Nail Knot

Discussion in 'Tackle and Rigging' started by bibanez, Nov 17, 2010.

  1. bibanez

    bibanez Member

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    Pros and cons of a nail knot for a serve. Hollow braid to mono. Thanks Bob
     
  2. johndtuttle

    johndtuttle Senior Member

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    I've been experimenting with this, the nail nub and the even simpler Blackwater version where you simply insert your mono 3-5 foot and serve the end with one tight nail knot.

    The advantage is simplicity certainly, but depending on how well you do your job the amount you insert into the Hollow Braid has to be more or less. During the fight your leader is significantly stretched and thinned and as pressure goes up and down the leader creeps out. This is why so much has to be inserted, as a margin for error to prevent losing your fish. The better and higher quality the serve the less you have to insert. This can only be done by loading your leader with a jig during tying to stretch and thin it before hand so that your serve is uber tight and bears more of the load. This is more complicated then I am interested in.

    The problem with doing a "so-so" serve is that you have to put the full 5 feet inside to be safe. If you are fishing heavy leaders this bangs through the guides when you cast decreasing casting distance significantly. This may be my quick and dirty 40-60lbs windon solution, but for heavier leaders for big fish it doesn't really work for me.

    I am still playing around with this but have not found anything that works better than pametfisher's Streamline Leaders, honestly. I pay $20 each for them like everyone else but the quality of the serve is so high it bears 100% of the load so very little leader is inserted into the braid and it is so low profile it casts like a dream. You really have to use them to appreciate them and I am sold that it is the best casting windon leader known at this time.
     
  3. bibanez

    bibanez Member

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    I am very interested in the fact that its so easy to install. Have tied a few but have not tested yet. What other knots would you serv with. Bob
     
  4. johndtuttle

    johndtuttle Senior Member

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    I have tried the Page Ranking method where you insert the hollow the same way and then tie the Page Ranking as the serve with the same braid mainline. I was not favorably impressed as the Page Ranking knot is difficult to get as tight as you should as it is finished over a section of braid that has mono in it not providing an ideal bite.

    I have not tried other serves because the key is a jig and preloading the leader to get something that holds up to cycled loads (like fighting a fish). The nail knot method is absolutely admirable for simplicity and cost and many guys fishing live bait are happy with them. But it is not my first choice for casting when using a heavy leader (80-130lbs).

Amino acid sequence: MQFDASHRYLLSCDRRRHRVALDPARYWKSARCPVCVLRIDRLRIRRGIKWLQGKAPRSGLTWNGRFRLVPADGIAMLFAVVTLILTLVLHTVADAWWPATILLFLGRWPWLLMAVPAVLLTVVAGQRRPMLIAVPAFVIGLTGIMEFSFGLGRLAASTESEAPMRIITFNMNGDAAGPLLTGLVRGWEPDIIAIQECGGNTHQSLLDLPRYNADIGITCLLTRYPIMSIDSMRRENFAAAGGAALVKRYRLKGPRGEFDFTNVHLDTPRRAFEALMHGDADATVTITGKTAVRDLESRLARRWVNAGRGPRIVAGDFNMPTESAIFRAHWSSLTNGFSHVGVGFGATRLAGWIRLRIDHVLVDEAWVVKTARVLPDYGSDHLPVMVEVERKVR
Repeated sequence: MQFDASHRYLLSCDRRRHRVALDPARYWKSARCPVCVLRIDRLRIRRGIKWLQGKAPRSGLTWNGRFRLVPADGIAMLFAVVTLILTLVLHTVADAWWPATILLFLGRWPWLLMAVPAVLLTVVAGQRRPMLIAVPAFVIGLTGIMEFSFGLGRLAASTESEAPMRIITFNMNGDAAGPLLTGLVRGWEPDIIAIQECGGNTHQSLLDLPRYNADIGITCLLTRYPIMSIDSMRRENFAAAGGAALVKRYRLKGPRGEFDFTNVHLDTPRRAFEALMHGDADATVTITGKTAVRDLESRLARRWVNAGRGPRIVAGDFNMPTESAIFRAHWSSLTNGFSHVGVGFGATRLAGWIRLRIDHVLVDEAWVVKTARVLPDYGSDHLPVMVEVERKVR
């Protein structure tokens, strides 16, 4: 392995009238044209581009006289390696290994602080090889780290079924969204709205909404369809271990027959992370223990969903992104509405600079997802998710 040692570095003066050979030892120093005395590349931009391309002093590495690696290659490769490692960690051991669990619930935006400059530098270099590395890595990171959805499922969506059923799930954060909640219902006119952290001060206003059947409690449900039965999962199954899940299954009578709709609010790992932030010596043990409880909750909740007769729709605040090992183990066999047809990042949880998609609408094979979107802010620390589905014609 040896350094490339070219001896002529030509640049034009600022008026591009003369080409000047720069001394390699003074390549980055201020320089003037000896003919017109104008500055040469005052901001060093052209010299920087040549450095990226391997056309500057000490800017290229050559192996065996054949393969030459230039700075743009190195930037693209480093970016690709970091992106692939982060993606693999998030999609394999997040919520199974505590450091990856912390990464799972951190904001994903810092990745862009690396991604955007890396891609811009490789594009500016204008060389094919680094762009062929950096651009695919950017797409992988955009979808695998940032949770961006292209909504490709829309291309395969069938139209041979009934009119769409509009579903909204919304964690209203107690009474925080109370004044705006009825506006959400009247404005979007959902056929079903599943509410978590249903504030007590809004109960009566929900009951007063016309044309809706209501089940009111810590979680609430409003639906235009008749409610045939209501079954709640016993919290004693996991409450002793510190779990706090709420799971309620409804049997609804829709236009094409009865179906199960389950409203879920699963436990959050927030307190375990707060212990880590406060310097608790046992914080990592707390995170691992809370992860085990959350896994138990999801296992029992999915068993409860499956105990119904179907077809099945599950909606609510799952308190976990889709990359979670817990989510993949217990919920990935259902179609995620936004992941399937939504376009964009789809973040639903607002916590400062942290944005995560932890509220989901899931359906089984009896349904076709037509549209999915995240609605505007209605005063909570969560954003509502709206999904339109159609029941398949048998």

5. copperhead

    copperhead Site Sponsor

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    Pros and cons of a nail knot for a serve. Hollow braid to mono. Thanks Bob
    I have been building my own windons for a while now. I use a ten turn Nail Knot tied with 30lb JB solid that is tightened with two wooden dowels (as in the BlackWater videos) until the solid braid turns translucent. I built a jig that lets me load my leader to 22lbs before I tie the Nail Knot. I leave one end of the knot long (about 12-14"), which I load onto my weighted bobbin and serve about 1" and finish the serve with an 8 turn uniserve which again is tighten with one of the dowels. I have tested with 50 loads of 50lbs which is 2 1/2 times maxium drag and have had no significant creep. Never had one fail fighting a fish and have landed 100 plus lb YF and a couple of sharks to 7-8'. I use an insertion of about 14-16"s. You can actually see that the diameter of the knot and serve is less than the mono/hollow after the windon is un-loaded and removed from the jig.
    I have pictures posted @ http://www.360tuna.com/forum/f76/pamet-please-more-explanation-pics-added-14294/
     
  6. MikeF

    MikeF Senior Member

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    Not an expert but as a fly fisherman I of course tried using a nail knot to attach a leader to braid. In all cases it slipped like it was greased. I do not think it would add anything to your serve.
     
  7. johndtuttle

    johndtuttle Senior Member

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  8. DenisB

    DenisB Senior Member

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    Nothing wrong with using a nail knot serve with a long mono insertion in general principle..............& reliable for a fish or 2 , but not multiple trips, IMHO.

    Its improved by pre-tensioning the mono , bringing the tag of the mono out of the side of the braid to enable it to be gripped while pretensioning ( more reliable than tensioning the join ). It increases the strength of the join & its longer term reliability.

    It is yet further improved by applying a nail nub direct to the mono under pre-tension prior to insertion & then the nail knot 'serve' after insertion ( to lock on the nub ) . Users choice as to how short you make the insertion as a result of your testing of your technique.

    This makes the longterm reliability of a nail knot join the same as other quality insertion techniques.............and as short as desirable for casting efficiency, if that is the objective.

    For long topshots I would leave the insertion long for added "belts & braces" security...............and would do the same for any insertion join type for use with a long topshot.
    ie
    longer than casting distances.

    tag security of both conventional serves & nail knots is about the same & not worth arguing about.
     
  9. copperhead

    copperhead Site Sponsor

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  10. MikeF

    MikeF Senior Member

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    I understand what you were talking about. To make it work he had to cinch it with dowels and glue it. My point was a nail knot slips on braid and he had to do all of that to make up for the problem even when there was no direct force on the nail knot. What I didn't believe was when he said all the strength comes from the 2' of line in the braid.

    I also wonder how it holds up going through the guides when casting or retrieving. It does look like it would cast better than having a stiffer serve. I'll give this a try and see how it works. Thanks for sharing this.

    BTW they make hand lotion and nail knot tools.
     
  11. copperhead

    copperhead Site Sponsor

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    I understand what you were talking about. To make it work he had to cinch it with dowels and glue it. My point was a nail knot slips on braid and he had to do all of that to make up for the problem even when there was no direct force on the nail knot. What I didn't believe was when he said all the strength comes from the 2' of line in the braid.